AbstractPurpose of review
With the majority of deaths from cancer because of their metastases, strategies to reduce this from occurring are at the forefront of treatment. It has been hypothesized that morphine may result in an increase in cancer metastases, following many in-vitro and animal studies, but the evidence from human retrospective data is inconclusive. This article will explore the possible mechanisms by which opioids can impact on the natural history of the cancer cell and whether they are likely to be harmful in individuals with cancer.Recent findings
Although there have been trials demonstrating benefits with regional anaesthesia techniques (opioid sparing) in the surgical population, it is not clear whether the source of the benefit arises directly from the avoidance of opioids or an added benefit afforded by regional anaesthesia. Research has shown that in particular cancer cell types, morphine may actually be beneficial and that the μ-opioid receptor (MOR) plays a role in cancer disease. With the crystal structure of the MOR having recently been elucidated, this may offer new opportunities for treatments aimed at reducing cancer metastasis.Summary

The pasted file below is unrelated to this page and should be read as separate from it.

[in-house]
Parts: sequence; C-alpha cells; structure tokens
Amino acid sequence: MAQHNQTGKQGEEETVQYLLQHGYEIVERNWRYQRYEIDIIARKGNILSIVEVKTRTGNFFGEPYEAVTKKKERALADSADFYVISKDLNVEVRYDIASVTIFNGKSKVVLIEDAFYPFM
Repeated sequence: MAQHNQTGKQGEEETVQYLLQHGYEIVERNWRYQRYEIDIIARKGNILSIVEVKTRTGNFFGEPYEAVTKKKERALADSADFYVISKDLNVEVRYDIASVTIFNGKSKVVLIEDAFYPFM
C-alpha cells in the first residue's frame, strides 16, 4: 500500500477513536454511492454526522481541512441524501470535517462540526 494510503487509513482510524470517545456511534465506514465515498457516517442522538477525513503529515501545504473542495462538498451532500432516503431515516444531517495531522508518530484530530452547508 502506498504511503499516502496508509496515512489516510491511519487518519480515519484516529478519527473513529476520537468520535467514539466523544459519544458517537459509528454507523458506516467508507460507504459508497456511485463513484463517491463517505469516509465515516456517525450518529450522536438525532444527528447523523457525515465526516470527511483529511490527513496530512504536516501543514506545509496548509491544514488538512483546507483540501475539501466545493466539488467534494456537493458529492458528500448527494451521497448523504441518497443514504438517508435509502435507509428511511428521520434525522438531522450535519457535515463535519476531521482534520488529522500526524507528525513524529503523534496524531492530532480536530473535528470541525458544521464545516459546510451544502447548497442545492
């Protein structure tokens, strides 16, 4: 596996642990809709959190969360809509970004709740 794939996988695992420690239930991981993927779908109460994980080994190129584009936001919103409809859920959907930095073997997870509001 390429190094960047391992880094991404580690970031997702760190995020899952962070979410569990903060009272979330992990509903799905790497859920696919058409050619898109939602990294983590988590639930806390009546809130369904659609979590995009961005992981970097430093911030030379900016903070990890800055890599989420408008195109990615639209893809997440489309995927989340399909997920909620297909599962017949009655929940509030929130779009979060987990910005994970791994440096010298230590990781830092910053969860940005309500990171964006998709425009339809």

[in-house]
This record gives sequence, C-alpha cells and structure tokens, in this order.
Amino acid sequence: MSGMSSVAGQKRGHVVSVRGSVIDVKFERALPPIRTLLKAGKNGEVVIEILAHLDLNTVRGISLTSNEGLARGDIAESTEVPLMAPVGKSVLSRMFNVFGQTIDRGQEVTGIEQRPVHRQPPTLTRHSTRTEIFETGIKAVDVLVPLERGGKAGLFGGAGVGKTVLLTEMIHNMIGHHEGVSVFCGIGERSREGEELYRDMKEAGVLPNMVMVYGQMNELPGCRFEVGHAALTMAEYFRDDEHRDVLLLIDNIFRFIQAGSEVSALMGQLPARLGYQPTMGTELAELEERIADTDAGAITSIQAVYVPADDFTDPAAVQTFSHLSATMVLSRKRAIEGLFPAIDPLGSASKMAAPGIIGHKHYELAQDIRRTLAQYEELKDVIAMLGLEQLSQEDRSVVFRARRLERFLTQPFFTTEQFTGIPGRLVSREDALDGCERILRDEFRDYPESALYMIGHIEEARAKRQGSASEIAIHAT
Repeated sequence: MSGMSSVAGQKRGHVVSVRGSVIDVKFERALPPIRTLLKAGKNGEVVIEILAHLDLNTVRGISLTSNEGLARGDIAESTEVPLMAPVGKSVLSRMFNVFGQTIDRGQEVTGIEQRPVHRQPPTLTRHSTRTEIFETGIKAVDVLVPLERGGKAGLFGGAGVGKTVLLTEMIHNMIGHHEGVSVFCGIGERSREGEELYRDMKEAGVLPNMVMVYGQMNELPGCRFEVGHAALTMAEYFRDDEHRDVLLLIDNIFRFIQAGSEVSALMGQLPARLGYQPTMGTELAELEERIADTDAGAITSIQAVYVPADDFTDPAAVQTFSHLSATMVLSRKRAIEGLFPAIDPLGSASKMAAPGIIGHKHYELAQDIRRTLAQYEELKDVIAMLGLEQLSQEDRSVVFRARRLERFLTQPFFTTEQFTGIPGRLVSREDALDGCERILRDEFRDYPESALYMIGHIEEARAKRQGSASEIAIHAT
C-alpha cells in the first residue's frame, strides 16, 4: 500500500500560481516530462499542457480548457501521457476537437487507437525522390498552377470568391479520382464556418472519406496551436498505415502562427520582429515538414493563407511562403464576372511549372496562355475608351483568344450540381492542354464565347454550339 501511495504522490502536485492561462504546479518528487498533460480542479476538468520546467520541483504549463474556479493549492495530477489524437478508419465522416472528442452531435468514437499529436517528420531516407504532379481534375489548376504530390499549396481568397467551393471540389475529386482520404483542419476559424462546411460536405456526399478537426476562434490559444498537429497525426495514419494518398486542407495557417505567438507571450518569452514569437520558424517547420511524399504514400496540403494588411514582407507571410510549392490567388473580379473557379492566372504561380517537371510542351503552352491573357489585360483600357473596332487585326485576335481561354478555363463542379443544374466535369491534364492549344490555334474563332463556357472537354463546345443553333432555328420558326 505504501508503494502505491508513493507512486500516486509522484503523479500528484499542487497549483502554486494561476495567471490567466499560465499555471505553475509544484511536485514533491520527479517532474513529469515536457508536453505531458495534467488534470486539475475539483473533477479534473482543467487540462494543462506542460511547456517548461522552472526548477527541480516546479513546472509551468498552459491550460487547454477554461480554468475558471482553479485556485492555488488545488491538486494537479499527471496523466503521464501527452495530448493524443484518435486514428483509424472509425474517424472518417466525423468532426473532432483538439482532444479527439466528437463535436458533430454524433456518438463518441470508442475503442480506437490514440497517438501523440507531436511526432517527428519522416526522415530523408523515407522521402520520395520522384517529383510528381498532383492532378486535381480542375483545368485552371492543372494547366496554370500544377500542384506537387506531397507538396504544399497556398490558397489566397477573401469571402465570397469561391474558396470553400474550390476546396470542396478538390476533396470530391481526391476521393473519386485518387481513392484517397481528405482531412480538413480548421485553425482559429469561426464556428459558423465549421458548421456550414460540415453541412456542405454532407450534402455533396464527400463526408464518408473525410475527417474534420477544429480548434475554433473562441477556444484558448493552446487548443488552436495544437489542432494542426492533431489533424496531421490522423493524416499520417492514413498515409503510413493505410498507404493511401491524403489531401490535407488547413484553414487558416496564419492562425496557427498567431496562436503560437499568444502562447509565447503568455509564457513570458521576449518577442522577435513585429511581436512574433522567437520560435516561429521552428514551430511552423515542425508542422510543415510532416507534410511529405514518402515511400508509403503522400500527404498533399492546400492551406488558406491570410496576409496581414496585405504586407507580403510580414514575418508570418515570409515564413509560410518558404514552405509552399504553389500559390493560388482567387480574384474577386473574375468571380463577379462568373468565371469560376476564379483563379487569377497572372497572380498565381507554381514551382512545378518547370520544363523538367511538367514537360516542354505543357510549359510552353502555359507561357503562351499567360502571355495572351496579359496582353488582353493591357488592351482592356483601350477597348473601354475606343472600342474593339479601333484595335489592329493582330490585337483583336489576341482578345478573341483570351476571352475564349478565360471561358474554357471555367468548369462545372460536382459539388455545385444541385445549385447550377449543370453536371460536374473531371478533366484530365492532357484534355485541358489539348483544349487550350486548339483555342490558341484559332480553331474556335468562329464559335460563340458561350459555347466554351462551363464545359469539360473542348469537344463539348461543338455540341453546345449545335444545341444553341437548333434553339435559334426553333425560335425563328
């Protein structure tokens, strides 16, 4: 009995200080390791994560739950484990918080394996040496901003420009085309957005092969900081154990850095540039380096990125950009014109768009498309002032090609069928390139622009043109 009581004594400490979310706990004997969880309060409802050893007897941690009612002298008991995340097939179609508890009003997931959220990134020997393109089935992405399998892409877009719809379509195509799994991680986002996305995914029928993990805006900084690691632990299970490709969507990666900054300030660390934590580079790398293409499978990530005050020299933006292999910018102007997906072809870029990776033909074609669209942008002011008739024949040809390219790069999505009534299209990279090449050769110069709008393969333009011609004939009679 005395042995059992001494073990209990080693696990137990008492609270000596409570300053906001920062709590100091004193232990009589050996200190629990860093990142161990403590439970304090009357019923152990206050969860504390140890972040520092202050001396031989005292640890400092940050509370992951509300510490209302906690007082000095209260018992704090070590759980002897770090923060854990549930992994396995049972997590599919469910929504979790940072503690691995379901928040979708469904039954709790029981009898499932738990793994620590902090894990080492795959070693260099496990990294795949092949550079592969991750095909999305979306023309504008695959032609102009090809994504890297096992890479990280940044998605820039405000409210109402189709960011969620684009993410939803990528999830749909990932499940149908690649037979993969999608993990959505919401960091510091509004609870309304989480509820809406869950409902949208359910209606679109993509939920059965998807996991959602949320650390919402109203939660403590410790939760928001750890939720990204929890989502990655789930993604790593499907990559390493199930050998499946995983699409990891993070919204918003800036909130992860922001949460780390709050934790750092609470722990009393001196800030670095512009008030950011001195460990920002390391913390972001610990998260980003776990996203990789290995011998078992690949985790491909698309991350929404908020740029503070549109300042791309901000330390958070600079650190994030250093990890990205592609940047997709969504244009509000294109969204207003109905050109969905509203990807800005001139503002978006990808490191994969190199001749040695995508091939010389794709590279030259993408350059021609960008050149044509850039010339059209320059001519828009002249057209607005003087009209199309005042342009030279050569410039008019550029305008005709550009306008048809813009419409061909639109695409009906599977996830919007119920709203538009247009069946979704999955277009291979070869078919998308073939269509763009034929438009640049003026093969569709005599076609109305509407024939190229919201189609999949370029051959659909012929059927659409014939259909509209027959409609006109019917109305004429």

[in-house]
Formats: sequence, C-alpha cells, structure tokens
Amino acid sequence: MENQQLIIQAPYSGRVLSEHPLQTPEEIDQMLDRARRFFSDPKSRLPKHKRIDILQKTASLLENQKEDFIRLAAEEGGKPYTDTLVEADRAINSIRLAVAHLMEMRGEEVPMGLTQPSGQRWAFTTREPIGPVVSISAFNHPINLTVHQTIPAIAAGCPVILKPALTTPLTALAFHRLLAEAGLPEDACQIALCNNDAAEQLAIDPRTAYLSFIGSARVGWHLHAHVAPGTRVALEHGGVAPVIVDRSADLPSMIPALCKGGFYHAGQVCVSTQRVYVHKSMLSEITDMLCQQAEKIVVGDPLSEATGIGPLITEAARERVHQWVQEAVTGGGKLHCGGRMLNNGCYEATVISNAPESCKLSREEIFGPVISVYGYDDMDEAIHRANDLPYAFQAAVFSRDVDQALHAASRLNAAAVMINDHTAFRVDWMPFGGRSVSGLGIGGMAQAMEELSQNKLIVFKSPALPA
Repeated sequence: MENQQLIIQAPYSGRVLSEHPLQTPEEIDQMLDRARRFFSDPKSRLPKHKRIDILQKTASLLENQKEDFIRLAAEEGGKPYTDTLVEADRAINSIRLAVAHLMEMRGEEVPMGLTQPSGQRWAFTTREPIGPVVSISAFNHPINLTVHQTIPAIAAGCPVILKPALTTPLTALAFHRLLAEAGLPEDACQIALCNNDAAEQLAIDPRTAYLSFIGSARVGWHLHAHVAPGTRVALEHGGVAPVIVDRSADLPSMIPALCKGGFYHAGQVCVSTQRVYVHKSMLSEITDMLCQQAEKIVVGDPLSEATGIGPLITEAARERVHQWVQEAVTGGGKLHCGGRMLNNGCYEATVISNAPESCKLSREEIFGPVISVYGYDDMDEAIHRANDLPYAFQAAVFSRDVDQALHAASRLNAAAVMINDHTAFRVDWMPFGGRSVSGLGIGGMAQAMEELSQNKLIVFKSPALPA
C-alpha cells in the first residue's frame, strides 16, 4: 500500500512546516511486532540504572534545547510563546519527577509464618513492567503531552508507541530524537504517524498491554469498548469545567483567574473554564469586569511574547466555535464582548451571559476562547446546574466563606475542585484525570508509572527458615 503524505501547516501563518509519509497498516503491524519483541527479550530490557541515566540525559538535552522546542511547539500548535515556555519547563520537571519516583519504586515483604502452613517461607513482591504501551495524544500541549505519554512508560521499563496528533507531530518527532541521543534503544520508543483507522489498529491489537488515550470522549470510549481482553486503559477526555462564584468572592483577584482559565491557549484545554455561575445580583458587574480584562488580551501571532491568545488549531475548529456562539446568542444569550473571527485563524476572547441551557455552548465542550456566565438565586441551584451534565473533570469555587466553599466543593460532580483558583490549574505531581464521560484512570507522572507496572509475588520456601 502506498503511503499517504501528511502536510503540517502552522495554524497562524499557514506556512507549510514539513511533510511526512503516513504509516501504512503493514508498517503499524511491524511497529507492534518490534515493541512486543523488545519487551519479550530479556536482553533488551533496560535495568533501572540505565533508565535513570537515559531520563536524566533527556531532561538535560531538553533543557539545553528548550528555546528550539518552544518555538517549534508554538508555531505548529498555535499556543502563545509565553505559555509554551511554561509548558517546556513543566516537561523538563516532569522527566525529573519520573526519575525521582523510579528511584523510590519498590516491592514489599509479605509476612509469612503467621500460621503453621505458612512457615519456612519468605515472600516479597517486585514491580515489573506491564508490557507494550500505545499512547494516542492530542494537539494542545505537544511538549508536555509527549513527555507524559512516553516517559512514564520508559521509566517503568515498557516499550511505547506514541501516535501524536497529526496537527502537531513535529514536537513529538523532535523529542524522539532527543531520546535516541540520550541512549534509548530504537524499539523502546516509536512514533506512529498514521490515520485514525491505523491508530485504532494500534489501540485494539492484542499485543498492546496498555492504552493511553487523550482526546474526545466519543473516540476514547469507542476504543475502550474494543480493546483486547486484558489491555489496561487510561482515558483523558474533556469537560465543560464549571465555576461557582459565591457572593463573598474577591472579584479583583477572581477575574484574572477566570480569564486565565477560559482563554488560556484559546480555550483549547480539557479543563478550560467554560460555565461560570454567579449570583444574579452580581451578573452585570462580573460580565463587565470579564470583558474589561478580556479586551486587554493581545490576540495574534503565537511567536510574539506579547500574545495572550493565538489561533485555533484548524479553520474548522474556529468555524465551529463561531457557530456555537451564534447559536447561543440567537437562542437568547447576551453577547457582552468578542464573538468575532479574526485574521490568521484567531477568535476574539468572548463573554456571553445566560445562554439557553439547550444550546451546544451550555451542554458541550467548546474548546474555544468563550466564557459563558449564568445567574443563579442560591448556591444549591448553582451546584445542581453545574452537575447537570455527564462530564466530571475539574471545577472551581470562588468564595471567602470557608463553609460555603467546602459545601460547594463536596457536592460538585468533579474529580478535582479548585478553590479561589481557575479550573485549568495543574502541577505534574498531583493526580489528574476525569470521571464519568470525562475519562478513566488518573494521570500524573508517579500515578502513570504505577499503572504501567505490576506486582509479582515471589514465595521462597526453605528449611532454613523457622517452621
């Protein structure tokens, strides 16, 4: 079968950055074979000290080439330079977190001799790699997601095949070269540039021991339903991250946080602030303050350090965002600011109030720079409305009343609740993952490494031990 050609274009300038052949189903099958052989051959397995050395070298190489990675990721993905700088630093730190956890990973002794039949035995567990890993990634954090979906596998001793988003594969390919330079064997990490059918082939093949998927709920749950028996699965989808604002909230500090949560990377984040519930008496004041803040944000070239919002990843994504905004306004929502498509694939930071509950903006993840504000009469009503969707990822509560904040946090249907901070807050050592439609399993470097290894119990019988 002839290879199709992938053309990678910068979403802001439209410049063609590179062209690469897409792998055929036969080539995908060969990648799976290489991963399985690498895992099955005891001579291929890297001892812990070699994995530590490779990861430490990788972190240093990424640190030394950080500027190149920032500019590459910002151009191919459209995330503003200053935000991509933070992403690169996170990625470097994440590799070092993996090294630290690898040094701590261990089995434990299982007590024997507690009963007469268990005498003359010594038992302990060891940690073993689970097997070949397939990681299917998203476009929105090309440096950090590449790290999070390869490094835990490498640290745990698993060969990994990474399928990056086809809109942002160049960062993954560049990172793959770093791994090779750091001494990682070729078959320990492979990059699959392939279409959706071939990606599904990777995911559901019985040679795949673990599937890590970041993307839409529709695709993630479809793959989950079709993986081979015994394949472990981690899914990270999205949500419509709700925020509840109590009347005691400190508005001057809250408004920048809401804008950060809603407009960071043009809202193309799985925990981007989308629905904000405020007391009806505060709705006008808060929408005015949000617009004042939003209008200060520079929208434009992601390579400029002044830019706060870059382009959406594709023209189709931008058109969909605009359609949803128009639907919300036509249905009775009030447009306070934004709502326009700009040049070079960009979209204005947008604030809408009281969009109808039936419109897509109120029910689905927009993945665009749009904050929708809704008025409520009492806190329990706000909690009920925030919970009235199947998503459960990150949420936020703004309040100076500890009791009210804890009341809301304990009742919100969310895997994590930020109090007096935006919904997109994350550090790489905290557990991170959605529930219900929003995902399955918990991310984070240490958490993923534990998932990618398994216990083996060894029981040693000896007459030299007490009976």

The role opioids play in the development of cancer metastasis and recurrence is far from clear and appears to differ depending on the cancer cell type in question. Prospective randomized controlled trials are currently underway in humans to help clarify the situation further and there results are awaited with anticipation. The negative impact of pain on the immune system is well documented and it appears that appropriate analgesia is paramount in minimizing this. Opioids still constitute a central role in the management of moderate-to-severe cancer pain.